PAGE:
With Japanese Farm Food (Andrews McMeel Publishing, Fall 2012), Nancy Singleton Hachisu is not merely conducting a 'farm to table' exercise as she herself lives and works the land on an organic farm in Japan's northern Saitama prefecture with her Japanese husband and 3 sons.
Her advice is "cooking farm-to-table food from another country is easy if you...take care to understand the heart of the food."
I hope I have the chance to talk with her soon about her life in food in Japan
I chose as a first excerpt her salty tea snacks.
Soy Sauce–Broiled Dango Balls
Makes 6 sticks of 4 Dango
Not all tea snacks need to be sweet, and since farm work can be quite physical, salty flavors are also welcome. These dango were traditionally made unsweetened, brushed with soy sauce and slow grilled over a charcoal fire. If you have never smelled that indescribable aroma of gently caramelizing soy sauce intermingled with the tantalizing smoke from artisanal Japanese charcoal, well . . . you haven’t lived. For me that is the smell of Japan.
You will need six (6-inch/15-cm) bamboo skewers to make this recipe.
1 cup (175 g) rice flour for dango (joshinko )
3 tablespoons organic soy sauce
Sweet Soy-Flavored Sauce (optional, recipe follows)
Bring a large, wide pot of water to a boil.
Set a large bowl in the kitchen sink and fill with cold water. Drop the bamboo skewers into the bowl.
Measure the joshinko into a medium-sized bowl. Whisk to break up any lumps and slowly add ¾ cup (175 cc) hot water to form a firm but pliable dough. Grasp the side of the bowl with one hand and knead the dough briefly with your other hand.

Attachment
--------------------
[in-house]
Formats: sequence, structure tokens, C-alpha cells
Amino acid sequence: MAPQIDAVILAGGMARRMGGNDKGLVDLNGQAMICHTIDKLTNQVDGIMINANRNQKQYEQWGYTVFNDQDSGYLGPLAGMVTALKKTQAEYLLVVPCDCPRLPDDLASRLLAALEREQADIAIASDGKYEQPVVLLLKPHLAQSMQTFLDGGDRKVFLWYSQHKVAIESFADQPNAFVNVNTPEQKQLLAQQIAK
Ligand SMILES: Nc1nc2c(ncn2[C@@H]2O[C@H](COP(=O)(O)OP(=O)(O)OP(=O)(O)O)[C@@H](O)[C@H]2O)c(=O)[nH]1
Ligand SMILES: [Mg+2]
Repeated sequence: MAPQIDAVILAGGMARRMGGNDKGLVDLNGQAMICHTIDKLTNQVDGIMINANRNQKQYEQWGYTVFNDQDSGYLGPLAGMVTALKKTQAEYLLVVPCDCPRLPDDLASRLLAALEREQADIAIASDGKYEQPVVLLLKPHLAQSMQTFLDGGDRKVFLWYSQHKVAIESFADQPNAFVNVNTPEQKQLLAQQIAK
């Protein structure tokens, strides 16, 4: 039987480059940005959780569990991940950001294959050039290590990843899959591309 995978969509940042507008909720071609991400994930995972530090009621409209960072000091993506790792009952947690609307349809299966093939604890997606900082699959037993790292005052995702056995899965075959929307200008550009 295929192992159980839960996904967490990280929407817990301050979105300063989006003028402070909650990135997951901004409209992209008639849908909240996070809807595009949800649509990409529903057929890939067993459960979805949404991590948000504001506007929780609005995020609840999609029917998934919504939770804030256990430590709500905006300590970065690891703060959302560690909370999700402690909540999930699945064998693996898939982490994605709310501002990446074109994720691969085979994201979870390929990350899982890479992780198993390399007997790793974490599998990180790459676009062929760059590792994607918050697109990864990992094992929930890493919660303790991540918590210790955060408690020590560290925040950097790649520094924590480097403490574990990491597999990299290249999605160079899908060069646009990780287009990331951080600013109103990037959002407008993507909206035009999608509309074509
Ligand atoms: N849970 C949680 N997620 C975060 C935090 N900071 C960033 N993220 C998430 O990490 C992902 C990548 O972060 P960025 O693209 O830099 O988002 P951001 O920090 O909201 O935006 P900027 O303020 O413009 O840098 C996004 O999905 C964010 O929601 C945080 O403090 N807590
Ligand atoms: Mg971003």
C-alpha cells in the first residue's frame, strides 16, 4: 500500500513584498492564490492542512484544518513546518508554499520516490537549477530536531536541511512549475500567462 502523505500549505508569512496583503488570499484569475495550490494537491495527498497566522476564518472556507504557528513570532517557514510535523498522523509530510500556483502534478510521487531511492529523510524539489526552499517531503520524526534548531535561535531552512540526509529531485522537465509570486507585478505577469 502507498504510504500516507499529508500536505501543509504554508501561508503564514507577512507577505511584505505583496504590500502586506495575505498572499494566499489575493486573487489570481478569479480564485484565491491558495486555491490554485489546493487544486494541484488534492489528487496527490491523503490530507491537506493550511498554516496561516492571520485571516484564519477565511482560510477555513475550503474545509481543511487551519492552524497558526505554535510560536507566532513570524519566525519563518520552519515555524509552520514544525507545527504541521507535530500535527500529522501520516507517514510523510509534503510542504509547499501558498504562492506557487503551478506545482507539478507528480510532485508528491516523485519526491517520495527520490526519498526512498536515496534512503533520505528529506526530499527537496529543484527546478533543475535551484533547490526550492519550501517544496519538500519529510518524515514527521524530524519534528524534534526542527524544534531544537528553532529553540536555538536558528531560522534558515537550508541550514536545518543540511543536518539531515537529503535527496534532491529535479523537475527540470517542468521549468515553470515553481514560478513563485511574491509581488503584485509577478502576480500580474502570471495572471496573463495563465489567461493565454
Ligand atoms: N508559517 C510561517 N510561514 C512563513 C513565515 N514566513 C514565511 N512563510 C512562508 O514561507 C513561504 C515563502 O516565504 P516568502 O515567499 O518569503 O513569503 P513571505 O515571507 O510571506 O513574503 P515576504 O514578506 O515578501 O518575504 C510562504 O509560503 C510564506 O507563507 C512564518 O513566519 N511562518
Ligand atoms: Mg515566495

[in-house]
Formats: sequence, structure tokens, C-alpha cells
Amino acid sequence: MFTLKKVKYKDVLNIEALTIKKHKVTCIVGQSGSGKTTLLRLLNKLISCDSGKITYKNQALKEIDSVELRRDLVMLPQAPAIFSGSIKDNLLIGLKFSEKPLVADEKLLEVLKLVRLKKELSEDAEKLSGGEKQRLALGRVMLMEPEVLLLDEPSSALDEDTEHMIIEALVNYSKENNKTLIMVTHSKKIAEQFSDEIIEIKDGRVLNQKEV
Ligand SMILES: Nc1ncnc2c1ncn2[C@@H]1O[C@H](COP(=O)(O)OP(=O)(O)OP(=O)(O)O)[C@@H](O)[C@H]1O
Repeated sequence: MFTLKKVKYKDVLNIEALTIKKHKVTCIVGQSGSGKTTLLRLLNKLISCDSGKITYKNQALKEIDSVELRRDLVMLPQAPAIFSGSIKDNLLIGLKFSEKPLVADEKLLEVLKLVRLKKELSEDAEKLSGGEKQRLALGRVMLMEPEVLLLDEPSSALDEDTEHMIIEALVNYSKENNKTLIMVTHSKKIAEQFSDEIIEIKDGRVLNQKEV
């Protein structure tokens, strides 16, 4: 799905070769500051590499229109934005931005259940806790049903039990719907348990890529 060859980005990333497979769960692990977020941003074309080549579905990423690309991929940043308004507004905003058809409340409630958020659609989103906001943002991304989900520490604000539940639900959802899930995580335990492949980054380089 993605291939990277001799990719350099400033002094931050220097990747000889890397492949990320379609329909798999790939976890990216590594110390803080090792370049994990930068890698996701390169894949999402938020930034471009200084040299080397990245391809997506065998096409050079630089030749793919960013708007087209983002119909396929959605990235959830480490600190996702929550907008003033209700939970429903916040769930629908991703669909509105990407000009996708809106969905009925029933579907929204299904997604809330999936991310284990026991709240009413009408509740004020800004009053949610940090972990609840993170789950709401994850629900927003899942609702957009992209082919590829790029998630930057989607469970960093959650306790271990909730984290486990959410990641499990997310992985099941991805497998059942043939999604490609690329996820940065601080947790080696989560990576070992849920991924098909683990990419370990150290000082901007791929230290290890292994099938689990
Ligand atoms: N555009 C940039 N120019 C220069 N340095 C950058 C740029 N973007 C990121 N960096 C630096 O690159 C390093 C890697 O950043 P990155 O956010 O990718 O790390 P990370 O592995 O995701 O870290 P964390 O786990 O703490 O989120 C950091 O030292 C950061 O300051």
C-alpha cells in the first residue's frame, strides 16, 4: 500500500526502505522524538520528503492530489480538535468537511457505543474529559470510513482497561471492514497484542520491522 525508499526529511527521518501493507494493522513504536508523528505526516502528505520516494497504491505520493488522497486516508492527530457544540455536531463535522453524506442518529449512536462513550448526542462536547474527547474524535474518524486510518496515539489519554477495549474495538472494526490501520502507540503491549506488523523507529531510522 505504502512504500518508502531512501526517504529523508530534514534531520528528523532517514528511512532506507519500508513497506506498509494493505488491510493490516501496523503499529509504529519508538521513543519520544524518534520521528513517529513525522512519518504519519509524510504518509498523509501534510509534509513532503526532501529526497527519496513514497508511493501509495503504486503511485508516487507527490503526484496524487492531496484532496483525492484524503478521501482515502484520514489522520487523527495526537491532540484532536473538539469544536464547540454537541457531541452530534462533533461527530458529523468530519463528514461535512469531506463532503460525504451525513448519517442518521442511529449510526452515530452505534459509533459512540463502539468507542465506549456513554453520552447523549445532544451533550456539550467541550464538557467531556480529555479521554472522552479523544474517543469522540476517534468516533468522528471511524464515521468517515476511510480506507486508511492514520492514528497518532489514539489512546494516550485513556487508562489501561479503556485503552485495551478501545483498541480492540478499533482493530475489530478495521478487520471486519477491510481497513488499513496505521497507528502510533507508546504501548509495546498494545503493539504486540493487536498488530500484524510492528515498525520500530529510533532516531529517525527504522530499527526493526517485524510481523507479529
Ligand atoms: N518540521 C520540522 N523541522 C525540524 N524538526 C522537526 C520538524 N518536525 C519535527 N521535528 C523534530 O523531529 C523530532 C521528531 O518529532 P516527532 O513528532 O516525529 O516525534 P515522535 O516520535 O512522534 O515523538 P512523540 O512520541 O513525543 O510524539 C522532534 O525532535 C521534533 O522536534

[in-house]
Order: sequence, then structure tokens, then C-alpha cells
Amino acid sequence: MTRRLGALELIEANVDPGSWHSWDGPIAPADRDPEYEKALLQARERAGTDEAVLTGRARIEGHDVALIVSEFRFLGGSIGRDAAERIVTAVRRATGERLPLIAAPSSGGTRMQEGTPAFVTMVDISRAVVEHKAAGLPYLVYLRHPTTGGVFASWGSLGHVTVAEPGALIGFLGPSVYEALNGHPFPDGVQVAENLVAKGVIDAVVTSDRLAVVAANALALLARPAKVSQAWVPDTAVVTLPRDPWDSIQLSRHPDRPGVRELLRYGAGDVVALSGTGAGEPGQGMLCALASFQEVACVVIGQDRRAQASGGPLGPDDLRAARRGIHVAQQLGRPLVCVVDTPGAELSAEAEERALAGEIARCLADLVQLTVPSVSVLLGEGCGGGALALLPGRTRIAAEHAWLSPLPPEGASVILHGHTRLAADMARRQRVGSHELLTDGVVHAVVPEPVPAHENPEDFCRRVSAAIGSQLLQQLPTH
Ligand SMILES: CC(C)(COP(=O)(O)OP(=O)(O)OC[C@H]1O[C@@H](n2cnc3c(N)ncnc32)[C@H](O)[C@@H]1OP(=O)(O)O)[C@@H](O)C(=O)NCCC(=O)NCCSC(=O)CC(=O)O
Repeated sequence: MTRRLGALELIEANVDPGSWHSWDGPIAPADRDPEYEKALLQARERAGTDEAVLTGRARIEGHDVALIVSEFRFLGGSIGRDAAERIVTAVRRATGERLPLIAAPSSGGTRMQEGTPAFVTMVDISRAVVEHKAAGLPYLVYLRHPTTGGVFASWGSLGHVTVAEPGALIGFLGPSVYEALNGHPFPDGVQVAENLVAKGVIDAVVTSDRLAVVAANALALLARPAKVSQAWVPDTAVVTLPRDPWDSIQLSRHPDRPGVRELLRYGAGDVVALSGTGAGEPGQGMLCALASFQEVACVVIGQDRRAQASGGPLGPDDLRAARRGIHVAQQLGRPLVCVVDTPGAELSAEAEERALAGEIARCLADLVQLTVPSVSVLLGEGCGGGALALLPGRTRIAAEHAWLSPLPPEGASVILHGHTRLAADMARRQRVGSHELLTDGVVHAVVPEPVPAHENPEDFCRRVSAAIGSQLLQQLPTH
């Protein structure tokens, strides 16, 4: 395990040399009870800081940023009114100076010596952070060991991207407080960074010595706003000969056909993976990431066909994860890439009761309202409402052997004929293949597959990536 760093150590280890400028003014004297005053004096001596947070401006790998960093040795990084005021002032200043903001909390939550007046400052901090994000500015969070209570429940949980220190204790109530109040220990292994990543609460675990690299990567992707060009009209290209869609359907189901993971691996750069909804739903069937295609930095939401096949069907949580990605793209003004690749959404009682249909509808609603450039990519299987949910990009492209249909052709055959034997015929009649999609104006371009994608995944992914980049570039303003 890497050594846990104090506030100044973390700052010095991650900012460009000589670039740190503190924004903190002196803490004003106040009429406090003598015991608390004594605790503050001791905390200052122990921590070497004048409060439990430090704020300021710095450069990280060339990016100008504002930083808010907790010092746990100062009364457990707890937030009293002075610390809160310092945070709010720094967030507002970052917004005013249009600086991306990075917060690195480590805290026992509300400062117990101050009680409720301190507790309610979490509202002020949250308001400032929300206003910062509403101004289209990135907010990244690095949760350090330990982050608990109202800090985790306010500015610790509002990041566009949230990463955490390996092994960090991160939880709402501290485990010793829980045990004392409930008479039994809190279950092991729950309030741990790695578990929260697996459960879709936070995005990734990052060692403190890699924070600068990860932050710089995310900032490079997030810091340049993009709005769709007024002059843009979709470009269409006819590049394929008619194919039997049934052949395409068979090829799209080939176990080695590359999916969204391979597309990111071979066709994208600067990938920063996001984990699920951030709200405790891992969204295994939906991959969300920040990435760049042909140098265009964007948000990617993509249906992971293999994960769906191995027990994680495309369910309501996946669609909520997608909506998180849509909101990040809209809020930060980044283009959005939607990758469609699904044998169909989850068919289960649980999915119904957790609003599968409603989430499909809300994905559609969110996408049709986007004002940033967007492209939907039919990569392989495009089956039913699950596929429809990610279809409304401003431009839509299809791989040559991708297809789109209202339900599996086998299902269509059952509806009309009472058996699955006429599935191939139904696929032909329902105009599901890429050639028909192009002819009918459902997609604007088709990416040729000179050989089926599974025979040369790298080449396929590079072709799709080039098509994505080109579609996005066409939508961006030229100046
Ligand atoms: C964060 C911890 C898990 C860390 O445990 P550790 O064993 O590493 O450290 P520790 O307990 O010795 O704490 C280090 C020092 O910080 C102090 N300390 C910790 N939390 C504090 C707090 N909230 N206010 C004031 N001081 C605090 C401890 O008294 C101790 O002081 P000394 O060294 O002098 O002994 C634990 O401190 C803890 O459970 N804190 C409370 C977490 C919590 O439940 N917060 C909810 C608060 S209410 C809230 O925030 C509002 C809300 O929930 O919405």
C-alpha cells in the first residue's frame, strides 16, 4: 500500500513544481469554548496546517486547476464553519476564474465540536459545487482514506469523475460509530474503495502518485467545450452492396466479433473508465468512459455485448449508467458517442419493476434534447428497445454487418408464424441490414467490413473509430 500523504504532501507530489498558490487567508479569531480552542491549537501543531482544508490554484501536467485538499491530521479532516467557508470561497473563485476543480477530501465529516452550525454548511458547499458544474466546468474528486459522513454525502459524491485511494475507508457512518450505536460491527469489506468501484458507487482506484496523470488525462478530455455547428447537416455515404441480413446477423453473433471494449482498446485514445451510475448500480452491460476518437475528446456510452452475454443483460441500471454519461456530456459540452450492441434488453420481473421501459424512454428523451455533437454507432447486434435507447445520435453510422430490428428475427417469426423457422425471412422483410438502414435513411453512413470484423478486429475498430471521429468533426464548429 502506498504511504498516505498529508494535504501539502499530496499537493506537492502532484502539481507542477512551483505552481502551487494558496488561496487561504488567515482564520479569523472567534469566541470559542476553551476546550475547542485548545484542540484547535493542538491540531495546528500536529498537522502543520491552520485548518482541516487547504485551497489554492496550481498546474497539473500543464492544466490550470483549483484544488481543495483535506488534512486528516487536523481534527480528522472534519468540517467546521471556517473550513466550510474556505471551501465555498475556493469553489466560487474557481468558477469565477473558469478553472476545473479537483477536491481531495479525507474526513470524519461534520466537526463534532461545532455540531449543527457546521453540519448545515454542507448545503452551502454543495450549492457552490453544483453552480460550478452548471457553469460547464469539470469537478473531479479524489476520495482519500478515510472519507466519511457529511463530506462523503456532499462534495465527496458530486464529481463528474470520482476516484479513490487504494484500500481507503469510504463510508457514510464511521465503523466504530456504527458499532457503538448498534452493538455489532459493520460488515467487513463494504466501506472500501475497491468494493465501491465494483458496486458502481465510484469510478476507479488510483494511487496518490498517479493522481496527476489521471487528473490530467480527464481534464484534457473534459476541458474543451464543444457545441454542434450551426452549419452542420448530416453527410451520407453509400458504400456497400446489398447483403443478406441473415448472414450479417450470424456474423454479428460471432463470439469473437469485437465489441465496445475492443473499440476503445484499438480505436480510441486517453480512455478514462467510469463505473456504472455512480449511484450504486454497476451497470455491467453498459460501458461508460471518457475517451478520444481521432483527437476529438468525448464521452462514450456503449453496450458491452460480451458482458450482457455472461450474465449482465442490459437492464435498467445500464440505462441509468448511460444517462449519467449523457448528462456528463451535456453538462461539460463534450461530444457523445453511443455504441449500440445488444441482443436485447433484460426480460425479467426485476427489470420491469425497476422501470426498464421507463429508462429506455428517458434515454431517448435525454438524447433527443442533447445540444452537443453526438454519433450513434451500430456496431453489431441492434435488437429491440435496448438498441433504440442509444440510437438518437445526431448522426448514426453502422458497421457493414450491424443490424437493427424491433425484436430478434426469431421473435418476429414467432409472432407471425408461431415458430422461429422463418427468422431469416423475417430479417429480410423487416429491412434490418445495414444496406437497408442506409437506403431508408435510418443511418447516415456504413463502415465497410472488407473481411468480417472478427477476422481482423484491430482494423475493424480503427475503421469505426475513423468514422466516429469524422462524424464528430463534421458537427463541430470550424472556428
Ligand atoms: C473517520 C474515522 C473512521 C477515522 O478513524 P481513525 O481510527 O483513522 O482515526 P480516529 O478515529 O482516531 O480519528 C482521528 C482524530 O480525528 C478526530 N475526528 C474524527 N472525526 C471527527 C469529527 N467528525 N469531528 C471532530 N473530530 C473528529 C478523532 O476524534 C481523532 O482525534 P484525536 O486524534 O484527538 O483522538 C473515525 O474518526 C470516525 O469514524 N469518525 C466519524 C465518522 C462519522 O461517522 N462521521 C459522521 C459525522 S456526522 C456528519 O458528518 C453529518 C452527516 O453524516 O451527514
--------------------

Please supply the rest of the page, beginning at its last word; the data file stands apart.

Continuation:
Divide the dough into 24 equal-sized balls and drop into the boiling water. After about 8 or 10 minutes, the balls will rise to the surface. Cook for another 4 minutes and remove from the boiling water by scooping up with a wire mesh strainer and dumping into the bowl of cold water in your sink. Run more cold water into the bowl to keep the overall temperature cool, but be careful the dango don’t flow out of the bowl and escape into the sink.
Prepare a small charcoal “hibachi”-style brazier (shichirin). The charcoal takes some time to burn down and the low embers are best for cooking. Alternatively, set the broiler rack on the third position from the top and heat the broiler.
Remove the skewers from the bowl before draining the cooled dango. Let air dry for a few minutes on a non–terry cloth kitchen towel. Pat dry if you are pressed for time.
Thread 4 dango balls onto each skewer so that they are gently nestled up next to each other but not smashed together. They should be centered on the skewer. Brush with soy sauce and broil or grill about 2 minutes on each of their 4 “sides,” brushing with more soy sauce each time you turn the skewer.
Serve hot from the grill with a cup of Japanese green tea for a midmorning or afternoon snack. If you prefer a sweeter flavor, dip in the sauce before serving.
Sweet Soy-Flavored Sauce
Makes ⅔ cup (150cc)
Mitarashi sauce is almost like a glaze, though a bit thicker. I prefer my dango (page 358) a tad more austere, with just the taste of charcoal-caramelized soy sauce. But if you like a sweeter flavor, by all means dunk the dango balls in mitarashi sauce after cooking.
8 tablespoons soy sauce
1 tablespoon potato starch (katakuriko)
4 tablespoons organic sugar
In a small bowl, whisk the soy sauce into the potato starch and pour into a small saucepan with the sugar. Stir to blend and bring to a simmer over medium-low heat, stirring occasionally to keep the sugar from sticking on the bottom. Simmer gently for 10 to 15 minutes until the bubbles are thick and the sauce is glossy. Remove from the heat. Keeps for several weeks in the refrigerator; warm before using.
Ratio: soy sauce : sugar : potato starch—8 : 4 : 1
On the farm for Tokyo Thursdays # 250
(* Recipe from Japanese Farm Food-Fall 2012- by Nancy Singleton Hachisu reproduced with permission of publisher Andrews McMeel, photographs by Kenji Miura, all rights reserved)